One of the most common objections to adopting a CRM is the size of the organization. There’s a common misconception that a CRM is only suitable for a bigger organization. I would argue, however, that it is only unsuitable if the organization is looking to remain small. Last time, we looked at the basics of a CRM. Today, let’s take a look at how different people within your organization would benefit from a CRM.
As the nonprofit landscape gets more and more complex, relationships with donors gain even more value. Over the next few weeks, we’ll be unpacking some of the most common objections to adopting a CRM system at your nonprofit, including answering some of the most pressing questions you might have about the process.
In terms of digital communications, email is one of the oldest platforms for nonprofit marketing -- but it’s just as important as ever. In fact, email marketing brought in 26 percent of all online revenue in the U.S. nonprofit sector last year. You’re probably sending out emails already, but are they as effective as they can be? Follow these guidelines to maximize the impact of your email communications.
The latest versions of Office Suite, available through TechSoup Canada's Microsoft Software Donation Program, are the installed desktop version of the software. Office Online, on the other hand, is a browser-based version of Microsoft Office, which can be used for free or included in a subscription of Office 365. Which version makes the most sense for your organization?
For our first webinar of the 2018, we asked a handful of experts to share thoughts around trends an issues they see as especially relevant to the nonprofit sector this year. It's a wide ranging conversation that visits the intersections of #nptech and reconciliation, marketing and communications, web development, data mining, digital rights, and responsible data handling. We get invaluable input from Alexander Dirksen of First Nations Technology Council, Marlene Oliveira of moflow, Yaa Otchere of Not An Elephant, Maryam Sahebol-Amri of TechSoup Canada, and Carolyn Tackett and Rogelio Lopez of Access Now. The recording is below, and each of the expert videos are embedded individually on this page as well.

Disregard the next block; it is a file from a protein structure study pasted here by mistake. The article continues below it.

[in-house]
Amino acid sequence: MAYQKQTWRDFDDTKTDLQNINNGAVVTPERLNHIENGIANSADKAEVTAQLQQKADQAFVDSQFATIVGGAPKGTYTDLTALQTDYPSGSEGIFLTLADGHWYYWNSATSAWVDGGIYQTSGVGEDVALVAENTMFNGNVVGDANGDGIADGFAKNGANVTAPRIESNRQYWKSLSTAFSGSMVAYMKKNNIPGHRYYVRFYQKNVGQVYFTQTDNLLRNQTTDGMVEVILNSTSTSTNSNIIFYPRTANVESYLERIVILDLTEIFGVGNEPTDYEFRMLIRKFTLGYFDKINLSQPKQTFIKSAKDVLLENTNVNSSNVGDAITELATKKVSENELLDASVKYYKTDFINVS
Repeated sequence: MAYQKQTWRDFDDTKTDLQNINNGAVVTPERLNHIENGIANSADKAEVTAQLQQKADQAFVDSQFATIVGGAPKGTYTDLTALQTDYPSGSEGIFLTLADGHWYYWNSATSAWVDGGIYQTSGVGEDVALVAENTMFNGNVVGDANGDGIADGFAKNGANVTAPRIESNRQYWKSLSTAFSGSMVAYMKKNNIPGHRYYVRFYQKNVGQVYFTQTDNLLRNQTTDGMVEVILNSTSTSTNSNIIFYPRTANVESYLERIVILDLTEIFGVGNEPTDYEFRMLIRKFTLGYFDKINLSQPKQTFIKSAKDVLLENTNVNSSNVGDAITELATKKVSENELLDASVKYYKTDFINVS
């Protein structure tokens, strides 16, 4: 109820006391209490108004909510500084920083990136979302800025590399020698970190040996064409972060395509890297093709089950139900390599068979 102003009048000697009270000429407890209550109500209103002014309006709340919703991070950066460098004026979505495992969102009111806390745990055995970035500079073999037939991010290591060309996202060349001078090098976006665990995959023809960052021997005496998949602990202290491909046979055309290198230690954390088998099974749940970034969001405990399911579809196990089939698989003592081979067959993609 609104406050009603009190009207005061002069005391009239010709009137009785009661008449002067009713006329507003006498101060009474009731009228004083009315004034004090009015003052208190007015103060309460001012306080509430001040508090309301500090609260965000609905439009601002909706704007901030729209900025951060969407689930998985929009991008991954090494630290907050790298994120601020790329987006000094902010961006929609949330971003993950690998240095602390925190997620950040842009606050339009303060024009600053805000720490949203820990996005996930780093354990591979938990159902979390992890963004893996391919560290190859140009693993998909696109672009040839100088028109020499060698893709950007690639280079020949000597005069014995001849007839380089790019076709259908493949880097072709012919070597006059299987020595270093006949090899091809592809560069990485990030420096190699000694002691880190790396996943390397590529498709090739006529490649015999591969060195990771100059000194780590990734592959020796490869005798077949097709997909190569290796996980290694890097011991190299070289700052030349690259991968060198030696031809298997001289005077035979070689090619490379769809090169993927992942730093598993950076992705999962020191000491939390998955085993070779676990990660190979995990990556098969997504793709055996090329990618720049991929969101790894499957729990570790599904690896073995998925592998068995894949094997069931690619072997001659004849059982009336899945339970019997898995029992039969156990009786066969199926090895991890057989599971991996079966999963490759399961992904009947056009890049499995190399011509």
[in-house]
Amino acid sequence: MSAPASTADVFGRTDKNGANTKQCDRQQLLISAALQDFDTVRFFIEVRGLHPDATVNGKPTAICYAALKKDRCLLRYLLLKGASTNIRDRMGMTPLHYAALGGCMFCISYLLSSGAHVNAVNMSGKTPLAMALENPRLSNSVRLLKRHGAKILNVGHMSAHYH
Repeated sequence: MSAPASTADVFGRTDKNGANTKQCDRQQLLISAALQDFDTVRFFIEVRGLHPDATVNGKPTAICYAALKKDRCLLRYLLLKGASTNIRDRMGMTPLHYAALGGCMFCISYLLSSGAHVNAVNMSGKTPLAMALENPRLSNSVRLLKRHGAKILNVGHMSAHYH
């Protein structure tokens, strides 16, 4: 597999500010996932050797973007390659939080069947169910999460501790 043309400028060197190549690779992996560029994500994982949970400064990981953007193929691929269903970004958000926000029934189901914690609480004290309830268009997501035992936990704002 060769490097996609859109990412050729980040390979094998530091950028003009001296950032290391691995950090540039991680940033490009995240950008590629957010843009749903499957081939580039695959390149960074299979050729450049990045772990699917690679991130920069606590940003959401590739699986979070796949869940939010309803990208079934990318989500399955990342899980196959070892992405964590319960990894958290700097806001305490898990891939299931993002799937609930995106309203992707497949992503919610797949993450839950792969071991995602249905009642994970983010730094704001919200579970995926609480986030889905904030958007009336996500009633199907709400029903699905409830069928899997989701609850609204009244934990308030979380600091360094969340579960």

Using data to drive decision-making has become an expectation, but getting the right data and using it in the right way to make the right decisions can be challenging. All too often, our focus is on the statistical analysis and the visual presentation, and other factors that affect the quality and interpretation of our data might not get as much attention. This article contains techniques for driving your mission forward with data that can be easily implemented in any nonprofit, regardless of its mission, size, or how long it has been around.
Building a custom intelligence dashboard in Google Analytics can be a powerful way to track and monitor your organization’s successes and areas for potential improvements. Dashboards provide snapshots of need-to-know metrics related to your business. They also usually include features that allow you to dive deeper into the statistics and study them.
TechSoup Canada member Visualizing Impact (VI) is a pioneer in the field of visual storytelling. This case study on VI offers lessons about using data to tell visual stories that compel real action.
In this webinar, Bob Wang and Jean Elwell of Legacy Advantage share some guidance on how to run an audit-proof nonprofit. In the presentation they focus specifically on QuickBooks (desktop version available through TechSoup Canada's product catalogue), but many of their insights and best practices are applicable to any accounting system.
In our last article, we briefly addressed the obligations of non-profit organizations in relation to the collection and use of personal information. We also provided an overview of information safeguards, noting that you have a duty to keep your records secure and up to date. But what exactly does all this involve? We will see this by examining the principles set out in the Personal Information Protection and Electronic Documents Act (PIPEDA), which applies at the federal level, to the storage and destruction of information.